Cluster computing: the state-of-the-art in theory and practice
Rapid improvements in network and processor performance are revolutionizing high-performance computing, transforming clustered commodity workstations into the supercomputing solution of choice. This book brings together contributions from more than 100 leading practitioners, offering a single source for up-to-the-minute information on virtually every key system-related issue in high-performance cluster computing.
The book contains expert coverage of "commodity supercomputing" systems and architectures; Internet-based wide area "metacomputing" systems; the role of Java; new applications and algorithms; advanced techniques for enhancing availability and throughput; and much more. Discover the state-of-the-art in:
High Performance Cluster Computing, Volume 1: Architectures and Systems captures the remarkable breadth, depth, and power of the cluster computing revolution. Whatever your role in high-performance parallel computing - developer, researcher, administrator, instructor, or manager - this is the one book you cannot be without.
The initial idea leading to cluster computing was developed in the 1960s by IBM as a way of linking large mainframes to provide a cost-effective form of commercial parallelism. During those days, IBM's HASP (Houston Automatic Spooling Priority) system and its successor, JES (Job Entry System), provided a way of distributing work to a user-constructed mainframe cluster. IBM still supports clustering of mainframes through their Parallel Sysplex system, which allows the hardware, operating system, middleware, and system management software to provide dramatic performance and cost improvements while permitting large mainframe users to continue to run their existing applications.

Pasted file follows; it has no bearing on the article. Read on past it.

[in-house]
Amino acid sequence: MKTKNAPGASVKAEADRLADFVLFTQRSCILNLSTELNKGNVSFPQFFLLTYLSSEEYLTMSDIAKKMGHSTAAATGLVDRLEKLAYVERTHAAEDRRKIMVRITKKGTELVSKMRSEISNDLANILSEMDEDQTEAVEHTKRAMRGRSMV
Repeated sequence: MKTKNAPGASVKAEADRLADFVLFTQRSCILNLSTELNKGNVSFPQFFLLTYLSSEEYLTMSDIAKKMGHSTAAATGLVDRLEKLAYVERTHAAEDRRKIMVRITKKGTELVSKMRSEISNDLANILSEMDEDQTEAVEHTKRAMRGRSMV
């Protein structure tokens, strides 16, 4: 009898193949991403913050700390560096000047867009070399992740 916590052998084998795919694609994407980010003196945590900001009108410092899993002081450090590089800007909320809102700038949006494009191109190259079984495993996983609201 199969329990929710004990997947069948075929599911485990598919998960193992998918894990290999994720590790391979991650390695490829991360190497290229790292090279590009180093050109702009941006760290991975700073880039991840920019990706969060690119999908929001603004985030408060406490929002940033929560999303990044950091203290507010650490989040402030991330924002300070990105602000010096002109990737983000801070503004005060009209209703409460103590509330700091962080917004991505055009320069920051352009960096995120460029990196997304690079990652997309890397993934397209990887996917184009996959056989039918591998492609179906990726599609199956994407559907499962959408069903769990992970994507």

However, cluster computing did not gain momentum until three trends converged in the 1980s: high performance microprocessors, high-speed networks, and standard tools for high performance distributed computing. A possible fourth trend is the increased need of computing power for computational science and commercial applications coupled with the high cost and low accessibility of traditional supercomputers. These building blocks are also known as killer-microprocessors, killer-networks, killer-tools, and killer-applications, respectively. The recent advances in these technologies and their availability as cheap and commodity components are making clusters or networks of computers (PCs, workstations, and SMPs) an appealing vehicle for cost-effective parallel computing. Clusters, built using commodity-off-the-shelf (COTS) hardware components as well as free, or commonly used, software, are playing a major role in redefining the concept of supercomputing.
The trend in parallel computing is to move away from specialized traditional supercomputing platforms, such as the Cray/SGI T3E, to cheaper and general purpose systems consisting of loosely coupled components built up from single or multiprocessor PCs or workstations. This approach has a number of advantages, including being able to build a platform for a given budget which is suitable for a large class of applications and workloads.